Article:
In his recent in-depth treatise on the NCAA in the Atlantic magazine, author Taylor Branch notes that despite the failing economy, a single college athletic league, the football-crazed Southeastern Conference, known as the SEC, became the first to break the billion-dollar barrier in 2010. The Big Ten followed closely at $905 million. (According to the Business of College Sports website, Penn State football netted the school $50 million in the 2009 season and a 2008 study found that each Penn State home game pumps $59 million into the local economy.)
Branch also talks about the cartel that is college sports giving money and power to coaches and none to the athletes earning the bucks. By the way, only one percent of the biggest college stars—primarily Black athletes, earn 99 percent of these revenues and, after a lawsuit that allowed football conferences to wrest their revenues away from the NCAA, the organization’s primary revenue comes from the annual March Madness Basketball Tournament, which brings in close to one billion dollars.
He writes: “In theory, the NCAA’s passion to protect the noble amateurism of college athletes should prompt it to focus on head coaches in the high-revenue sports—basketball and football—since holding the top official accountable should most efficiently discourage corruption. The problem is that the coaches’ growing power has rendered them, unlike their players, ever more immune to oversight. According to research by Charles Clotfelter, an economist at Duke, the average compensation for head football coaches at public universities, now more than $2 million, has grown 750 percent (adjusted for inflation) since the Regents decision in 1984; that’s more than 20 times the cumulative 32 percent raise for college professors. For top basketball coaches, annual contracts now exceed $4 million, augmented by assorted bonuses, endorsements, country-club memberships, the occasional private plane, and in some cases a negotiated percentage of ticket receipts. (Oregon’s ticket concessions netted former football coach Mike Bellotti an additional $631,000 in 2005.)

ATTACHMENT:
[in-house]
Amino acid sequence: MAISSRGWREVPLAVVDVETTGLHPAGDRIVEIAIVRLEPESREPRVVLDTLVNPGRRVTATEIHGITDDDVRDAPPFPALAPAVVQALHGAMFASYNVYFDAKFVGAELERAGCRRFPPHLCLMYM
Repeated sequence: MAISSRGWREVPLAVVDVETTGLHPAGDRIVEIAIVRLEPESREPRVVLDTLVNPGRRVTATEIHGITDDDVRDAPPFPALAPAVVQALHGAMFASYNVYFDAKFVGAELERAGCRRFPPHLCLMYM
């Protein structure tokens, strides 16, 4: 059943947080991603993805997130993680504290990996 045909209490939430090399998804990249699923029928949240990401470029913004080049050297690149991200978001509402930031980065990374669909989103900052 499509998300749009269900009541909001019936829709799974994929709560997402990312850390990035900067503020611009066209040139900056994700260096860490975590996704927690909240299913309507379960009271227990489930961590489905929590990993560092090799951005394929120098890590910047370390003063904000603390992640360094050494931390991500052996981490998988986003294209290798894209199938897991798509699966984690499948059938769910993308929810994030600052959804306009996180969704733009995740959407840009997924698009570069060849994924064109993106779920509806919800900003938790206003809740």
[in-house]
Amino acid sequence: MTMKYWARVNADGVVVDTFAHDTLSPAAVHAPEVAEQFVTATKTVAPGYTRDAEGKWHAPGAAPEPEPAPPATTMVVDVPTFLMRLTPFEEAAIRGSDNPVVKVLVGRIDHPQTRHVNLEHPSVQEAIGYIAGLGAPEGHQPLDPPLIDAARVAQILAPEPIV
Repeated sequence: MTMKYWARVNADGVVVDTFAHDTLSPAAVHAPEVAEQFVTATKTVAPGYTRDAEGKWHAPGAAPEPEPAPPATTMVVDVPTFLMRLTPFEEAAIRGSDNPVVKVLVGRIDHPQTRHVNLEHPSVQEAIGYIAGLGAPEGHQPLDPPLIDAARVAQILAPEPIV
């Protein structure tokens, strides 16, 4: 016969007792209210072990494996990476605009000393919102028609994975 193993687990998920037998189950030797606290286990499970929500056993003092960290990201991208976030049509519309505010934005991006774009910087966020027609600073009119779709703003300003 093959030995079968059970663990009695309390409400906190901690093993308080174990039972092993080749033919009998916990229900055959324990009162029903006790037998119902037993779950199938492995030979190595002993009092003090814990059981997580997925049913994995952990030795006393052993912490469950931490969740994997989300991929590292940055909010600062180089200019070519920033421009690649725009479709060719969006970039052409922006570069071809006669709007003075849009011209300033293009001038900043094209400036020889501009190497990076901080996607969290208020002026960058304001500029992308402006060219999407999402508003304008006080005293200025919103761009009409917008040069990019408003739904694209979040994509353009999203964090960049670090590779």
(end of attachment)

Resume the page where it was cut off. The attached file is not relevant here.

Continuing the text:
He continues: “The NCAA rarely tangles with such people, who are apt to fight back and win. When Rick Neuheisel, the head football coach of the Washington Huskies, was punished for petty gambling (in a March Madness pool, as it happened), he sued the NCAA and the university for wrongful termination, collected $4.5 million, and later moved on to UCLA. When the NCAA tried to cap assistant coaches’ entering salary at a mere $16,000, nearly 2,000 of them brought an antitrust suit, Law v. NCAA, and in 1999 settled for $54.5 million. Since then, salaries for assistant coaches have commonly exceeded $200,000, with the top assistants in the SEC averaging $700,000. In 2009, Monte Kiffin, then at the University of Tennessee, became the first assistant coach to reach $1 million, plus benefits.”
And that imbalance of power—and imbalance of focus on wrongdoing—brings me back to the Penn State scandal and the NCAA’s reluctance “to tangle” with coaches and big sport-revenue schools like Penn State. Instead of worrying about players selling a jersey, maybe the NCAA needs to really look out for the well-being of players and of vulnerable young athletes who aspire to, one day, go to college.